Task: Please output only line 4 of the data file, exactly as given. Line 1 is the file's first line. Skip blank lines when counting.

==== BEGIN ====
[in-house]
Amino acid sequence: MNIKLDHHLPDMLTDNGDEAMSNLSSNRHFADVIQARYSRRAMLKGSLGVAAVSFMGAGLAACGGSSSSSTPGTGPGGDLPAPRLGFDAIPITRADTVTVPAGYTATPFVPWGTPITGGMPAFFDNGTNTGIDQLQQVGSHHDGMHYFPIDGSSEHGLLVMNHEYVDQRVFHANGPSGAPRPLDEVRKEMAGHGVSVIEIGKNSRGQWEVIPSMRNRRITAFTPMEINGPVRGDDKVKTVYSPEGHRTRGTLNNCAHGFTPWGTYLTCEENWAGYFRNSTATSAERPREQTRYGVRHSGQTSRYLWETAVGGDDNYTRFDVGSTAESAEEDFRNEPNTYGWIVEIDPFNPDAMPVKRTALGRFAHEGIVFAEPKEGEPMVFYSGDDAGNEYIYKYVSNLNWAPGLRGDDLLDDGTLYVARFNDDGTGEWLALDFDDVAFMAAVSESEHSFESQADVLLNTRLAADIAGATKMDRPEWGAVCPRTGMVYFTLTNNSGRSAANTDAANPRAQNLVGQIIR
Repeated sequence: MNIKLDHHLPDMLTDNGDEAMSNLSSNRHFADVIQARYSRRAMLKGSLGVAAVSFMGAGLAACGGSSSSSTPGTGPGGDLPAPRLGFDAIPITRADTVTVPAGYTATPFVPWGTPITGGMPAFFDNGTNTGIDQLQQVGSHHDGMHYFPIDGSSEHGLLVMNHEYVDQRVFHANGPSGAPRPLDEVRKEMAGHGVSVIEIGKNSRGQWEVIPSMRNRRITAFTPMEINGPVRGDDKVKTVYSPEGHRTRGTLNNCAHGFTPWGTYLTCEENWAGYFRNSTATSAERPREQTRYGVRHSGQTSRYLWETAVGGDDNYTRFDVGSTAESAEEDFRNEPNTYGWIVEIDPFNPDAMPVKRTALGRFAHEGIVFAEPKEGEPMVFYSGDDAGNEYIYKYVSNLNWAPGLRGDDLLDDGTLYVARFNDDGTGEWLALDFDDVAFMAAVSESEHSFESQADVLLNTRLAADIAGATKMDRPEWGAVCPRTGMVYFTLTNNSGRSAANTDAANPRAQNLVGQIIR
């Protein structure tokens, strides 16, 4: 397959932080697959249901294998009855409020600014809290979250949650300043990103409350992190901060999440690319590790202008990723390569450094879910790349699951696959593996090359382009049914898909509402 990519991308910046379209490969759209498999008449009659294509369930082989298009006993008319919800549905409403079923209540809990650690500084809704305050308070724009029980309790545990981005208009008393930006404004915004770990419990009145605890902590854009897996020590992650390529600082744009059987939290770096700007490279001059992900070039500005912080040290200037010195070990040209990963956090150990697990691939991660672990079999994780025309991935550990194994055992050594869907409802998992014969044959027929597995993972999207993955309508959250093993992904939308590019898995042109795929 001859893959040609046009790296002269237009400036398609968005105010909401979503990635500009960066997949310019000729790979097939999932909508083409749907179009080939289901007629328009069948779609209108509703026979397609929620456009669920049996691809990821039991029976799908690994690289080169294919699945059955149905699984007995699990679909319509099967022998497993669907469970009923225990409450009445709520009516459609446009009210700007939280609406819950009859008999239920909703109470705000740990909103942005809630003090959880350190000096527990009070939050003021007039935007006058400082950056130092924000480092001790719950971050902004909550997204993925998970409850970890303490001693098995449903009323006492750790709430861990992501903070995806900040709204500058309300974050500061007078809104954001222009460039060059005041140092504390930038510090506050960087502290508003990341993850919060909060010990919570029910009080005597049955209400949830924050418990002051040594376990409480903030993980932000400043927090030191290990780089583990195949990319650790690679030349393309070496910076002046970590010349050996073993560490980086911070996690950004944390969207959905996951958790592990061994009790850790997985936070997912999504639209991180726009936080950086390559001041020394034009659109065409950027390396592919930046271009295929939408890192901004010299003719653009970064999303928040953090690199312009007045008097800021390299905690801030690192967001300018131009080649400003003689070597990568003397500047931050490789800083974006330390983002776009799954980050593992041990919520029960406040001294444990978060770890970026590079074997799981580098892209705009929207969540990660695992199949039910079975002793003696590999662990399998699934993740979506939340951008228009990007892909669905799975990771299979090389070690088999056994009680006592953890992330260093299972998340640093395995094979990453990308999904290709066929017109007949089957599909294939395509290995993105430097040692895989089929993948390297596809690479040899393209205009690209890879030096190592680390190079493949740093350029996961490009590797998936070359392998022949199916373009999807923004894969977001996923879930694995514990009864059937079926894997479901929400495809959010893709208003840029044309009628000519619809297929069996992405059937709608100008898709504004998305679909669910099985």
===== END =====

């Protein structure tokens, strides 16, 4: 397959932080697959249901294998009855409020600014809290979250949650300043990103409350992190901060999440690319590790202008990723390569450094879910790349699951696959593996090359382009049914898909509402 990519991308910046379209490969759209498999008449009659294509369930082989298009006993008319919800549905409403079923209540809990650690500084809704305050308070724009029980309790545990981005208009008393930006404004915004770990419990009145605890902590854009897996020590992650390529600082744009059987939290770096700007490279001059992900070039500005912080040290200037010195070990040209990963956090150990697990691939991660672990079999994780025309991935550990194994055992050594869907409802998992014969044959027929597995993972999207993955309508959250093993992904939308590019898995042109795929 001859893959040609046009790296002269237009400036398609968005105010909401979503990635500009960066997949310019000729790979097939999932909508083409749907179009080939289901007629328009069948779609209108509703026979397609929620456009669920049996691809990821039991029976799908690994690289080169294919699945059955149905699984007995699990679909319509099967022998497993669907469970009923225990409450009445709520009516459609446009009210700007939280609406819950009859008999239920909703109470705000740990909103942005809630003090959880350190000096527990009070939050003021007039935007006058400082950056130092924000480092001790719950971050902004909550997204993925998970409850970890303490001693098995449903009323006492750790709430861990992501903070995806900040709204500058309300974050500061007078809104954001222009460039060059005041140092504390930038510090506050960087502290508003990341993850919060909060010990919570029910009080005597049955209400949830924050418990002051040594376990409480903030993980932000400043927090030191290990780089583990195949990319650790690679030349393309070496910076002046970590010349050996073993560490980086911070996690950004944390969207959905996951958790592990061994009790850790997985936070997912999504639209991180726009936080950086390559001041020394034009659109065409950027390396592919930046271009295929939408890192901004010299003719653009970064999303928040953090690199312009007045008097800021390299905690801030690192967001300018131009080649400003003689070597990568003397500047931050490789800083974006330390983002776009799954980050593992041990919520029960406040001294444990978060770890970026590079074997799981580098892209705009929207969540990660695992199949039910079975002793003696590999662990399998699934993740979506939340951008228009990007892909669905799975990771299979090389070690088999056994009680006592953890992330260093299972998340640093395995094979990453990308999904290709066929017109007949089957599909294939395509290995993105430097040692895989089929993948390297596809690479040899393209205009690209890879030096190592680390190079493949740093350029996961490009590797998936070359392998022949199916373009999807923004894969977001996923879930694995514990009864059937079926894997479901929400495809959010893709208003840029044309009628000519619809297929069996992405059937709608100008898709504004998305679909669910099985």